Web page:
January 3, 2009

Emacs - a beginner's setup

It's almost 5 months since I started using emacs on a regular basis. After beginning to use it as a platform to learn lisp (with SLIME), now I use emacs for coding python and bash, writing manuscripts (with markdown), doing statistics with R (using ESS), file and directory management and sometimes even to play chess on FICS.

Emacs, in my opinion is something anyone should give a whirl. It is open source, free and easily installable on any operating system. It is an absolutely amazing piece of software - give it a shot and if after a couple of months you decide to give up, atleast you have got a taste of what it is about. Here I will attempt to list a few things that will ease the introduction to emacs.

Note: Many of these instructions may be specific for Gnu-emacs on Linux. They may vary if you are using another emacs variant or another platform.

1. Start off with a good looking emacs

An oft-repeated complaint is that emacs looks bad, bad enough to deter a newcomer sometimes. But then, it doesn't have to ...

Use the latest emacs snapshot that allows use of your preferred fonts with nice antialiasing. In Ubuntu this means

sudo aptitude install emacs-snapshot-gtk emacs-goodies-el

Now you can use any font you prefer by modifying the Xresources file as detailed here.

2. Disable the splash screen, scrollbar and toolbar. Add to your .emacs -

(setq inhibit-startup-message t)
(tool-bar-mode -1)
(scroll-bar-mode -1)

It may seem surprising to consider disabling the scrollbar and toolbar. Maybe a case can be made for having these on while you wean yourself from the mouse, but I believe that there are greater dividends to doing this early and getting used to mouseless editing. I have preferred leaving the menu-bar on although I dont use the menu items, just because it sometimes allows me to easily refer to the shortcuts available, but again, it is worth considering disabling this too.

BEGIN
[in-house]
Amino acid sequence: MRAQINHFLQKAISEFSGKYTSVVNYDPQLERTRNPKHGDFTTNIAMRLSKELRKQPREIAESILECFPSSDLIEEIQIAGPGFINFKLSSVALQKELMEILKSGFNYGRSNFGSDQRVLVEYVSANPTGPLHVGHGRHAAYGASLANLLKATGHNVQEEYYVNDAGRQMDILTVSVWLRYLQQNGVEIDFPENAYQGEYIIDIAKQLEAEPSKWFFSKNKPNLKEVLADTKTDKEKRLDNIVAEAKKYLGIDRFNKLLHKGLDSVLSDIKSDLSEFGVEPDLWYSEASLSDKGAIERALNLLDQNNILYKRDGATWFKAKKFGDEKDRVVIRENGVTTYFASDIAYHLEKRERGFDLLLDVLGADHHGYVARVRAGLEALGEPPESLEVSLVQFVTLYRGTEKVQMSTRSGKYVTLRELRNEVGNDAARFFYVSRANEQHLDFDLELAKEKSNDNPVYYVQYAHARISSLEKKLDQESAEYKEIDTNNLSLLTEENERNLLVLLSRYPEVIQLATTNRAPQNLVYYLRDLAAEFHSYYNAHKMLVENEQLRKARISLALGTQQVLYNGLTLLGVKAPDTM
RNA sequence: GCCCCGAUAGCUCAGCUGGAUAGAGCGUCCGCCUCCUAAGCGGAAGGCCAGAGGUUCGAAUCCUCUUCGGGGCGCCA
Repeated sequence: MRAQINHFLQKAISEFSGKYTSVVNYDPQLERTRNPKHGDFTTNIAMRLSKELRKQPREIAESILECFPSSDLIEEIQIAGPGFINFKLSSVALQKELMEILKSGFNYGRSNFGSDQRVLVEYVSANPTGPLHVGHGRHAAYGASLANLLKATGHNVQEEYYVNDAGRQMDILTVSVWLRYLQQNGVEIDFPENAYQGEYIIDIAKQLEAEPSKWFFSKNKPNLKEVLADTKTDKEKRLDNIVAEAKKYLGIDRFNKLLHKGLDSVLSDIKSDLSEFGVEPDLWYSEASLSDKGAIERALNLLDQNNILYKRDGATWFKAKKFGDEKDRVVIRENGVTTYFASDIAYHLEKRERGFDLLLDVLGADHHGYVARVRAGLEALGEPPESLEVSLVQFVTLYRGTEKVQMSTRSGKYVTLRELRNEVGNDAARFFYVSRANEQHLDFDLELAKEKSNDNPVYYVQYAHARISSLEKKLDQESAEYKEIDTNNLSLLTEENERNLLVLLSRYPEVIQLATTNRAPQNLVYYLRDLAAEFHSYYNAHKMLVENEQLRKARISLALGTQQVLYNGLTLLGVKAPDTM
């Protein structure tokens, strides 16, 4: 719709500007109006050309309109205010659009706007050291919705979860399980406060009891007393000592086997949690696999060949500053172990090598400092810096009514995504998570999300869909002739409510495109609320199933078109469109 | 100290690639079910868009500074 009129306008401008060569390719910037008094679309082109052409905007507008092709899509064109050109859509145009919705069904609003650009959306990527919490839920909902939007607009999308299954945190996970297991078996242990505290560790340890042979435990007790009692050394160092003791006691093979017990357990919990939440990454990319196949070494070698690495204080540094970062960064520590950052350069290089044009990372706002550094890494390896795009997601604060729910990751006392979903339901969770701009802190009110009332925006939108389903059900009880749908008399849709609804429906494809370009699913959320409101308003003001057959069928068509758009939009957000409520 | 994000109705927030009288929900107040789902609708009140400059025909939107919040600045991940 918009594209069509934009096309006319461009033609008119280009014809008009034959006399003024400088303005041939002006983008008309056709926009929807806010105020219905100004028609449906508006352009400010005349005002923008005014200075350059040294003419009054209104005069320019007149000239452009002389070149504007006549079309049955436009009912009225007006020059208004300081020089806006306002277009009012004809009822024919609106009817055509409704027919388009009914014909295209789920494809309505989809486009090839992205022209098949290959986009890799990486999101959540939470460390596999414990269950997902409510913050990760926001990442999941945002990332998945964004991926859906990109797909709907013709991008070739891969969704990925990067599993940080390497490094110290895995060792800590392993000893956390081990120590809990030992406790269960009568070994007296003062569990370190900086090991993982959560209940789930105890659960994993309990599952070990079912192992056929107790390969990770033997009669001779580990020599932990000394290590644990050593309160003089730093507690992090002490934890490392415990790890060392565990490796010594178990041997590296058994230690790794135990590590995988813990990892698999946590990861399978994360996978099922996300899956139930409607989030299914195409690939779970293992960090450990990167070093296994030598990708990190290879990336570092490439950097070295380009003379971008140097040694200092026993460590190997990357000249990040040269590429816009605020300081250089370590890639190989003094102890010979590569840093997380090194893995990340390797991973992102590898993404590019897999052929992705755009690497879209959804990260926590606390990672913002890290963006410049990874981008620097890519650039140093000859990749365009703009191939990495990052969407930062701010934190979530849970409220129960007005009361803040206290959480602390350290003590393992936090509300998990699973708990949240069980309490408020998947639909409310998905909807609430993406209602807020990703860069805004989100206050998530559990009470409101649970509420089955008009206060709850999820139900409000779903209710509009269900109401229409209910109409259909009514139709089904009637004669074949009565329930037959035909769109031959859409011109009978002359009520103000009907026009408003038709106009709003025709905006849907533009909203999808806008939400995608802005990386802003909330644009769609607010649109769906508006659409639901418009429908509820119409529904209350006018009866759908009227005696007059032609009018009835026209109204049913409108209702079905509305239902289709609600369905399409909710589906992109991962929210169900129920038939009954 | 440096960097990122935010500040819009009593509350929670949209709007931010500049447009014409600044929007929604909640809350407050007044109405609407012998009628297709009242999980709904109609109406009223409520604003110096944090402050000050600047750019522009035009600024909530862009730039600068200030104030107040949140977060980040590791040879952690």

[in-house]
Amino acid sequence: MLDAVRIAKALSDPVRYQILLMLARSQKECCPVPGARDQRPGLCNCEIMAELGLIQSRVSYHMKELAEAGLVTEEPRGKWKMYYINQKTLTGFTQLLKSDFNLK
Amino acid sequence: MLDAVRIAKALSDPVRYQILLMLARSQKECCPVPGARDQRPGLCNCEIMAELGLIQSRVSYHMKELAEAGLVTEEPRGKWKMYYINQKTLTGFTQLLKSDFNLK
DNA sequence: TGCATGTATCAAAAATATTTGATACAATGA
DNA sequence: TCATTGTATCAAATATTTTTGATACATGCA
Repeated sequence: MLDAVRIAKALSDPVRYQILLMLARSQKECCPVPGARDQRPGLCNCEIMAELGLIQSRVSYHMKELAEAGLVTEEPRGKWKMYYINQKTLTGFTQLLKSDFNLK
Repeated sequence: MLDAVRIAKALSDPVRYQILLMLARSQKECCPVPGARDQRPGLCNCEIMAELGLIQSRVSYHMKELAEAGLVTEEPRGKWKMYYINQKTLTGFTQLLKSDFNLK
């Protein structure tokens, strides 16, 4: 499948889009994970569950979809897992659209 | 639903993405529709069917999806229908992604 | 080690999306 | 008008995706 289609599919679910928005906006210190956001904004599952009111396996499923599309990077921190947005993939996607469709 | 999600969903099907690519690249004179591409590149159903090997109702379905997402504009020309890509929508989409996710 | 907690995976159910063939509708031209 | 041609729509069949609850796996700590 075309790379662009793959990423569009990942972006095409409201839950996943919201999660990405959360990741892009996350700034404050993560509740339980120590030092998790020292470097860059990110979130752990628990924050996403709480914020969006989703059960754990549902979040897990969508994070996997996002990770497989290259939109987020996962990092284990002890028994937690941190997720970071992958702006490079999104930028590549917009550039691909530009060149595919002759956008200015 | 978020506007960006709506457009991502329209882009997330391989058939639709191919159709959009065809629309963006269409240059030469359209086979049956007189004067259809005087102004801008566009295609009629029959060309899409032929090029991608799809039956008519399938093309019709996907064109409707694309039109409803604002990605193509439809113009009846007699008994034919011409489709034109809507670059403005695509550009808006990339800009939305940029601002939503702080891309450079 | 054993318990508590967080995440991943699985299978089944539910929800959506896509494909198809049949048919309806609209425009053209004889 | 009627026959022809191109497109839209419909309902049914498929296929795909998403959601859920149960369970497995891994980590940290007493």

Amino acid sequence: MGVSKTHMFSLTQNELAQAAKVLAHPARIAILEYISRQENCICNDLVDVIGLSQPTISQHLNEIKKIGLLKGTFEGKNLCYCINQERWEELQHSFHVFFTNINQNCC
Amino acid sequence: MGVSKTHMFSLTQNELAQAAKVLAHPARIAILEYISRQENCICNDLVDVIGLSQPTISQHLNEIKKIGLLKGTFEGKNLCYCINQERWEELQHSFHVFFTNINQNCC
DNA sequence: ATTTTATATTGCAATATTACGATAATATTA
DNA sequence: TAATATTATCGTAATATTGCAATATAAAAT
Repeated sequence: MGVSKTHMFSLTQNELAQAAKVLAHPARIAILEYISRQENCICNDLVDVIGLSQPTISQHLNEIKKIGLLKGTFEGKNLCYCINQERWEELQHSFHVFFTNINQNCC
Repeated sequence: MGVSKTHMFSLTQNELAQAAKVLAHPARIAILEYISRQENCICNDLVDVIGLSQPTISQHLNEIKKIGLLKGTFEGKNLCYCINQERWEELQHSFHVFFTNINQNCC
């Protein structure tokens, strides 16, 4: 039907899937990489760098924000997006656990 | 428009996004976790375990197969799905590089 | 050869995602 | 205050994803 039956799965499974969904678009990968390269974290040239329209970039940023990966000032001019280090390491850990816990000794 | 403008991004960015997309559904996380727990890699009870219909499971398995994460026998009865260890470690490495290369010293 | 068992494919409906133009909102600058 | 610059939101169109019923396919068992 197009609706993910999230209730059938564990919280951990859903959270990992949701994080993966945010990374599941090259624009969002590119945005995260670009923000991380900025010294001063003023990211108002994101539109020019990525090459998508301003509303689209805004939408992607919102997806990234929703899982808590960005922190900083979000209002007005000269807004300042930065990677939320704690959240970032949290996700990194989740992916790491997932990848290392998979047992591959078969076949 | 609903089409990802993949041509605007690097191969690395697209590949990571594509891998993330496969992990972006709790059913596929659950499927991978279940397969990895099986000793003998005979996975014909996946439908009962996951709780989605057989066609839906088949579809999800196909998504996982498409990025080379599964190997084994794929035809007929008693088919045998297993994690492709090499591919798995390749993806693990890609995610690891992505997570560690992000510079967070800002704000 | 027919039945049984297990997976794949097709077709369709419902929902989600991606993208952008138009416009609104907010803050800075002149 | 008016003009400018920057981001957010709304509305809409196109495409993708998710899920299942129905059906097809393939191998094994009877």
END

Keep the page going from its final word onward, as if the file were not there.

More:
3. Syntax highlighting

Install color themes. In ubuntu, this is done easily by installing emacs-goodies-el. Now, add this in your emacs to have 'font-lock' on for syntax highlighting.

(global-font-lock-mode t)

After M-x, typing color-theme- and hitting tab will shows the completions available. Try out the different color-themes to decide what you want to use. To enable it automatically, add a line like this -

(require 'color-theme)
(setq color-theme-is-global t)

4. Enable line numbers

If you feel lost without them,

(require 'linum)

5. If you like to 'see' a selected region, you have to enable transient-mark-mode -

(setq-default transient-mark-mode t)

6. And if you have trouble copy-pasting between other windows and emacs, this worked for me -

(setq x-select-enable-clipboard t)

With these basic things out of the way, you have a decent emacs set up to start with. There are multiple options for further customization, but I will leave them for you to experiment with. Packages to definitely try out are ido-mode, pabbrev, bookmarks and yasnippet.

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